Dong Energy chooses Vestas’ turbine for Walney Extension

Friday, 6 March, 2015 - 10:30

Just one month after Dong Energy had decided to install offshore wind farm Burbo Bank Extension with Vestas turbines the next contract is already waiting. For Walney Extension Dong is banking on MHI Vestas‘ V164-8.0MW.

MHI Vestas Offshore Wind has been chosen by Dong Energy as preferred supplier for the proposed delivery of the V164-8.0MW wind turbine for phase 1 of the Walney Extension Offshore Wind Farm. Dong has decided to split the Walney Extension offshore wind development project into phase 1 and 2, each with a capacity of 330 MW. MHI Vestas has been selected as the preferred supplier for phase 1. As yet, Dong has not finalised the assessment regarding a preferred supplier to the other half of the Walney Extension development project.

Samuel Leupold, Executive Vice President for Dong Energy Wind Power, said: "The performance of the V164-8.0MW wind turbine has been a decisive factor in our decision to choose it for phase 1 of the Walney Extension development project." He continued: "A competitive market for all components is essential to the industry in order to lower the cost of offshore wind power. I appreciate MHI Vestas Offshore Wind's efforts in establishing production close to the site by manufacturing the blades for the Walney Extension project in its UK factory on the Isle of Wight. I'm looking forward to continuing the cooperation with MHI Vestas Offshore Wind and the other members of our supply chain to find further reductions to the cost of electricity."

Walney Extension has already been awarded a contract for difference under the EMR FID-enabling regime and, in November 2014, the project was granted consent by the Secretary of State for Energy and Climate Change. The Walney Extension Offshore Wind Farm is located approximately 19 km off the English east coast, next to the 367.2 MW Walney Offshore Wind Farm. Based on the formal permits and timetable for the Walney Extension offshore wind farm, offshore construction of the wind farm could potentially start in 2016. However, Dong has not taken a final investment decision to build the offshore wind farm.

Katharina Garus

Similar Entries

The first turbine jacket foundation is installed at the Seagreen Wind Farm site, 27 kilometres off the coast of the county of Angus in Scotland (pict: SSE Renewables)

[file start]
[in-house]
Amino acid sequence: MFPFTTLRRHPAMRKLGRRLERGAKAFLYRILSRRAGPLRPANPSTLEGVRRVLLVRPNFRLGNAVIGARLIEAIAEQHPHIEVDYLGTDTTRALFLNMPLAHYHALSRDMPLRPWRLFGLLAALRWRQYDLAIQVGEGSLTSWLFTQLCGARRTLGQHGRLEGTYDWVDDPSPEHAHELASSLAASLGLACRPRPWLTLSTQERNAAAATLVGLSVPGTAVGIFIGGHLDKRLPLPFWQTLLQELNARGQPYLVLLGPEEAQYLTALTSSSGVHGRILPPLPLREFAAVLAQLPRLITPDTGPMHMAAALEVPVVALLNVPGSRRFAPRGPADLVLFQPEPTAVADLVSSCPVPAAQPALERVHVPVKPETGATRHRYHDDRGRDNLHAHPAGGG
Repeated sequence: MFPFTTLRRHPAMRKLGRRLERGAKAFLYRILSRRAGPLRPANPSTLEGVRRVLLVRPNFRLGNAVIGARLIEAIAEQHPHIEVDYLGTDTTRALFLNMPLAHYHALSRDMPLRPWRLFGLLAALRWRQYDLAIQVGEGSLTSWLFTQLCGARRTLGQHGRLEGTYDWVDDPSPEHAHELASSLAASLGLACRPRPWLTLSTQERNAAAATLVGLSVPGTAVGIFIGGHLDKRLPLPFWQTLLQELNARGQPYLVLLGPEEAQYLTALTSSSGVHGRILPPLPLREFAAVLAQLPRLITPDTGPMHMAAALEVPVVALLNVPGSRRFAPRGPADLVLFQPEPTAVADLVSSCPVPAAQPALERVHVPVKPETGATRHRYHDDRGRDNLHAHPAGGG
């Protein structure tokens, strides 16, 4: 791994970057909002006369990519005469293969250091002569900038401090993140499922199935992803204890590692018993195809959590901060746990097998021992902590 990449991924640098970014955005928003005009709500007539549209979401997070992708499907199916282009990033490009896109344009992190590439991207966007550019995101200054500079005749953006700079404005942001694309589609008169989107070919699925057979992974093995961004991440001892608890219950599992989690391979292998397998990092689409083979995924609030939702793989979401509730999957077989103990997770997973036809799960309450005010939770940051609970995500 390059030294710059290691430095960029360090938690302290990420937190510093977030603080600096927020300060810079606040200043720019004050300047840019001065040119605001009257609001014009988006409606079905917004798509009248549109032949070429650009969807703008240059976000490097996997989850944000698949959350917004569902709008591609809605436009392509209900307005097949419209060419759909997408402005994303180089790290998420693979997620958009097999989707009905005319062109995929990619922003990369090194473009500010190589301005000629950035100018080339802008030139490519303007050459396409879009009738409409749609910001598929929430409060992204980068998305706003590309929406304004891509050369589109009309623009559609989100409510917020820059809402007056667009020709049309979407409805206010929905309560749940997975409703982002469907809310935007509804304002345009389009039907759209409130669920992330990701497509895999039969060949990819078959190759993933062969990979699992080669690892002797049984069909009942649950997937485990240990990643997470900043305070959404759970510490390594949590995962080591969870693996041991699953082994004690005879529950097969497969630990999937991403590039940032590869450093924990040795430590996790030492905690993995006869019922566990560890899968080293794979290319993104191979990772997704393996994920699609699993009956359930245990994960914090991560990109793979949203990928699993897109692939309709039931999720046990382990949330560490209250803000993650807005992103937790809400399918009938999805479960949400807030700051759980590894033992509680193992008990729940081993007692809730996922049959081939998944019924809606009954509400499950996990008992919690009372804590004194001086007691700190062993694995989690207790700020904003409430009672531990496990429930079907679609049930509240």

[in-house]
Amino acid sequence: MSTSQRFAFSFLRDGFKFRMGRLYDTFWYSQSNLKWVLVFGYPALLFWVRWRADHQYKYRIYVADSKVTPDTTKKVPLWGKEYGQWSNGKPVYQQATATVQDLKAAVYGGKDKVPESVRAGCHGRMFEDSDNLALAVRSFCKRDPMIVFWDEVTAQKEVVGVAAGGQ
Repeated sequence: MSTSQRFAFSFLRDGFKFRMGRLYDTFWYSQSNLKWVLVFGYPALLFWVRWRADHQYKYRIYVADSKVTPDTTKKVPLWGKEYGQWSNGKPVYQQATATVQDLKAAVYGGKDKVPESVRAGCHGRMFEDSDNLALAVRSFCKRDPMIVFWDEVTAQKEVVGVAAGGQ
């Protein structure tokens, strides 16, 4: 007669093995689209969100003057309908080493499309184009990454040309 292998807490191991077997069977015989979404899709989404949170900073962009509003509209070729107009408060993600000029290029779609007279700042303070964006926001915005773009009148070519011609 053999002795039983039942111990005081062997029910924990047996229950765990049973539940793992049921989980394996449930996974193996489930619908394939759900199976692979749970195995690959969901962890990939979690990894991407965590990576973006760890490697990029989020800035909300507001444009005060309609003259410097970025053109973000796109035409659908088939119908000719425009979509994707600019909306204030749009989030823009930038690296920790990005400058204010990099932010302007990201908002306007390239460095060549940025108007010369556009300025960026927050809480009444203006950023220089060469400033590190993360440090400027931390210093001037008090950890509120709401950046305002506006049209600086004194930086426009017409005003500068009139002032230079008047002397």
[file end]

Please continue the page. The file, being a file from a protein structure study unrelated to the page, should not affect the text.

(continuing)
The first turbine jacket foundation has been installed at Seagreen – Scotland’s largest and the world’s deepest, fixed bottom offshore wind farm.

Sarens owns extensive international experience in the assembly and maintenance of wind farms (pict. Sarens)

This wind farm, with 80 locally manufactured 6MW wind turbines, is located between 12 and 20 km off the coast of Guérande and will be operational before the end of 2022 and is the result of a €2.2b public investment. Sarens, world reference in heavy lifting, engineered transport and crane rental, has been involved since 2021 in the load-in, load-out, transport and storage of monopiles and transition pieces weighing up to 980t at the port of La Rochelle, from where they were transferred to their final destination.

The jacket, which will support the offshore platform substation, was secured on the seabed using the Saipem 7000 heavy lift vessel  (pict. SSE plc)

Construction of the world’s deepest fixed bottom offshore wind farm, which is also Scotland’s largest, has reached another milestone with the installation of a jacket in preparation for the project’s offshore substation topside which is due to be installed in early 2022.

Siemens Gamesa, Arise and Foresight Group will collaborate for another major project in Sweden using the company’s most competitive onshore platform, the Siemens Gamesa 5.X. The project will be acquired by Foresight Energy Infrastructure Partners, Foresight Group’s flagship energy transition fund.